I can’t agree about the novelette, though some are very good. The two in NOT QUITE DEAD ENOUGH are stand-outs in my admittedly faulty memory. These take place while Archie was serving in the army as a sort of liaison between Wolfe and Army intelligence.

    I wish that some of the full length novels were longer still. Yeah, occasionally the plotting has a few holes in it, but mostly it all works for me. :)

  4. George Kelley

    June 10, 2011 at 7:32 AM

    Rex Stout is being reprinted in omnibus volumes. My favorite Nero Wolfe is THE GOLDEN SPIDERS.

  5. Richard

    June 10, 2011 at 1:22 PM

    One I have read! Yes, it’s a good one, but there are several other good ones too, including those with villain Arnold Zeck. I’m just now in the process of reading a few Wolfe’s myself. Those omnibus volumes, two books per, aren’t very far along the path to reprinting all 72 stories, I’m afraid, but they are welcome and we can hope they keep on coming.

  6. Evan Lewis

    June 10, 2011 at 6:24 PM

    Great book. The first book, Fer-de-Lance, didn’t really grab me, but this one turned me into a Wolfe fan.

  7. Mike

    June 11, 2011 at 10:31 AM

    George, Richard, Evan ..

    Thanks for the comments. Over the years, I’ve noted that other folks rate “The Golden Spiders” highly, although I haven’t read that one myself. (I’m pretty sure that the A&E Wolfe TV series, with Maury Chaykin and Tim Hutton, dramatized it–and, as I recall, it was a good story, well done.) I also have not read any books in the Zeck trilogy, so I guess that I really need to do some remedial reading on this front. That said, I have read “Fer-de-Lance,” and I agree with Evan that it doesn’t make for a very good intro to the Nero and Archie saga.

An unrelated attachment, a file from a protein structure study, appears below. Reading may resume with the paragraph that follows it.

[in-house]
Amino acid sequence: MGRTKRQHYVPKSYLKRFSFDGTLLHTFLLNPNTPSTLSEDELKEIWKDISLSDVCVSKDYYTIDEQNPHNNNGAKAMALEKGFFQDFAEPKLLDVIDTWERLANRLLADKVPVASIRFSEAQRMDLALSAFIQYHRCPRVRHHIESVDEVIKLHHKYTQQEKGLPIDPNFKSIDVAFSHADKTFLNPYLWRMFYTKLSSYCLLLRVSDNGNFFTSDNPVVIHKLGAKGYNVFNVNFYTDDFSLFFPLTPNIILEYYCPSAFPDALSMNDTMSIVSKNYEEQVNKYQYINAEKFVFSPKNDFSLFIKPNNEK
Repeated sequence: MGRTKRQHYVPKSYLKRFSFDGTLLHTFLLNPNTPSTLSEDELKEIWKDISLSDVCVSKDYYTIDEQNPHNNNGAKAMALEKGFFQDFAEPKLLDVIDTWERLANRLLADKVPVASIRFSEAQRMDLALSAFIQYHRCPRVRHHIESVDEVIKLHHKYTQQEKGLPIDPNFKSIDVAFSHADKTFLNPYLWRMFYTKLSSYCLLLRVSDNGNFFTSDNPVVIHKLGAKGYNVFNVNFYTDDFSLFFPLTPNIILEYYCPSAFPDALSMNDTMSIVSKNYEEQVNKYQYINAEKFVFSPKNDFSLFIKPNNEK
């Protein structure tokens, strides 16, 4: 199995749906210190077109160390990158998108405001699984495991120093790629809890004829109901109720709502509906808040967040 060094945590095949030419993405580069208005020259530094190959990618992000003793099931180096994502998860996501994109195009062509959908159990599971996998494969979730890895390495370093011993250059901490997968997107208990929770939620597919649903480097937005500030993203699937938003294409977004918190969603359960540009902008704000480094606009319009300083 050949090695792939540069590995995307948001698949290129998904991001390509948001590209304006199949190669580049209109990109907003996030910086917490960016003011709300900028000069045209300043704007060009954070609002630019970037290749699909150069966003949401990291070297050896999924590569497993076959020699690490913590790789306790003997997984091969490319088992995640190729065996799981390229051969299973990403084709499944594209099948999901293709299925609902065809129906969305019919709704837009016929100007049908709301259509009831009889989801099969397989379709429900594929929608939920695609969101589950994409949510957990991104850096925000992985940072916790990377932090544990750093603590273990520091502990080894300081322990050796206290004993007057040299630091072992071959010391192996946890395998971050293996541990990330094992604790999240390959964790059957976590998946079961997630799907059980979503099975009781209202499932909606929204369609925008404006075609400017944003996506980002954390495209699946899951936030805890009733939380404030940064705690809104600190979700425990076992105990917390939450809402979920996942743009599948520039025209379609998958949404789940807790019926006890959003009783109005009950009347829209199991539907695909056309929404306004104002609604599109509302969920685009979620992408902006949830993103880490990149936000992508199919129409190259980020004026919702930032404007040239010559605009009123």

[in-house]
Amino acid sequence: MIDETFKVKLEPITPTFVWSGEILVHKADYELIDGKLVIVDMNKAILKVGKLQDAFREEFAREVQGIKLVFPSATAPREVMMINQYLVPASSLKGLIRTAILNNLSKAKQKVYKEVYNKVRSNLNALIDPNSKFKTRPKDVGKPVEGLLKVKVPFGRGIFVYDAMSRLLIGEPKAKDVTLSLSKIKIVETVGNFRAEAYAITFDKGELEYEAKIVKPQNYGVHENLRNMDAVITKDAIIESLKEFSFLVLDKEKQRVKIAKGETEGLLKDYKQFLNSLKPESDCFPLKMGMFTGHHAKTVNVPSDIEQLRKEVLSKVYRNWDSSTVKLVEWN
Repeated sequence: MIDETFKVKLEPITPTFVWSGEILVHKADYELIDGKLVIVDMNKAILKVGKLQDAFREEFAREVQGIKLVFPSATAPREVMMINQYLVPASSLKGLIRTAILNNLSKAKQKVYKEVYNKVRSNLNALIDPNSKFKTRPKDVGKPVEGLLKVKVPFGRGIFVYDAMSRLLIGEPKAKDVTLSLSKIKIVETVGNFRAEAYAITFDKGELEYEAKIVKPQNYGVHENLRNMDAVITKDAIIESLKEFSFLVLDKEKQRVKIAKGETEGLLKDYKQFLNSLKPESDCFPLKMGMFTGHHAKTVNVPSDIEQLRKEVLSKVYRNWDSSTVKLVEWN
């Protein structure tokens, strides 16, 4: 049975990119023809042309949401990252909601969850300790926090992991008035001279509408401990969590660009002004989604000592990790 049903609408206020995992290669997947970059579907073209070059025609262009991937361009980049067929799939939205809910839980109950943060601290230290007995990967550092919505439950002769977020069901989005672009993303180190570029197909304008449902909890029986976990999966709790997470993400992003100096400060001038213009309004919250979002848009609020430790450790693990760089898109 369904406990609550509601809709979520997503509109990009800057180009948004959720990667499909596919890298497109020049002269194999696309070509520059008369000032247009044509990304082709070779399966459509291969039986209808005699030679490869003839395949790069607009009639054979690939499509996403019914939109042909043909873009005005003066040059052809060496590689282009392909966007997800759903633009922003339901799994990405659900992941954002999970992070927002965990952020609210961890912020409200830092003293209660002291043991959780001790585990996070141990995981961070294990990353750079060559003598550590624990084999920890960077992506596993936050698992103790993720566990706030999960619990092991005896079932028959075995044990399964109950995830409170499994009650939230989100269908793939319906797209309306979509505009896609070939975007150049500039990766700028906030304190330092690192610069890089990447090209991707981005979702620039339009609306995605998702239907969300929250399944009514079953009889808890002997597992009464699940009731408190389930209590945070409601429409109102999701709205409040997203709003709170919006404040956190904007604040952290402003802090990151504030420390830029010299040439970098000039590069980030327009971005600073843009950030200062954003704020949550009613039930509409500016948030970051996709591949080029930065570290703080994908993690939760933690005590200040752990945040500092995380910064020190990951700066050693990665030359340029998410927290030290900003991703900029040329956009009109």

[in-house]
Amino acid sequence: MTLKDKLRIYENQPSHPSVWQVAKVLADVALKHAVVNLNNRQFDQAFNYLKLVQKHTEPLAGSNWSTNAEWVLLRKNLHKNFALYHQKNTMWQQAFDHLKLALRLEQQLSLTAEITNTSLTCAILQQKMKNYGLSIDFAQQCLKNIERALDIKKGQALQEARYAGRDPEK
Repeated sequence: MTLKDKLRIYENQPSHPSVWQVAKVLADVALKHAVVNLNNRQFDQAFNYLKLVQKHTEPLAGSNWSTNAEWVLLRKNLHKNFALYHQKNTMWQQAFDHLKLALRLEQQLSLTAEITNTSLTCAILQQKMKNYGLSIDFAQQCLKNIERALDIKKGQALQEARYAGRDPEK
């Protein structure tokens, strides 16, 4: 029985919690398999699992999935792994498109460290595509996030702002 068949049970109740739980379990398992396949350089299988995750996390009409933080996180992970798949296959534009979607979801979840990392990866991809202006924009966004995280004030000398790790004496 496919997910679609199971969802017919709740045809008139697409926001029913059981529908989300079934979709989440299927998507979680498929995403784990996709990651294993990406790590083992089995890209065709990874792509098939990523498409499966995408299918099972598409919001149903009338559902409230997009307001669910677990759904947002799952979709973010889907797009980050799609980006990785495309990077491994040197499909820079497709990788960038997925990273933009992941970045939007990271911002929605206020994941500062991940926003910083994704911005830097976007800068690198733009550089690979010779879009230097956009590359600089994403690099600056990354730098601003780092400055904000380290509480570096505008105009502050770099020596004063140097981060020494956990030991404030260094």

8. Yvette

    June 13, 2011 at 5:02 PM

    Mike, if you haven’t already, you might want to try: PLOT IT YOURSELF and MURDER BY THE BOOK. Two of my very favorite Wolfe and Archie books. Of course, there’s also: WHERE THERE’S A WILL, PRISONER’S BASE, OVER MY DEAD BODY, BEFORE MIDNIGHT, THE DOORBELL RANG and HOMICIDE TRINITY…to name just an additional few. :)

  9. Mike

    June 13, 2011 at 5:48 PM

    Thanks for the book recommendations, Yvettte. I’ve read “Prisoner’s Base,” and I quite enjoyed it. I’ve been meaning to read “The Doorbell Rang” for a while now, because it famously pivots (or so I gather) around a confrontation between Wolfe and J. Edgar Hoover. I agree with you, by the way, that the two tales in “Not Quite Dead Enough” are especially strong.

  10. helenofmarlowe

    October 5, 2012 at 6:55 PM

    This one bothers me more than any of the others (I’ve read most) because at the end, it looks as though Wolfe is willing to let the wrong man take the blame, and he only reveals the true murderer when it looks as though he might lose his fee.

    • Mike

      October 6, 2012 at 10:39 AM

      Thanks for your comment, Helen. Somewhat embarrassingly, I suppose, I don’t remember that aspect of the ending. (Even though I put a high premium on whether a detective novel has a strong and ideally twist-laden conclusion, I almost always forget the ending a few weeks after I’ve finished the book!) In any case, your point does bear on something that I’ve noticed about the Nero Wolfe books, which is that there’s a dark side to them: As cozy as the world within the old brownstone might be, Wolfe can be remarkably heartless about the world outside it.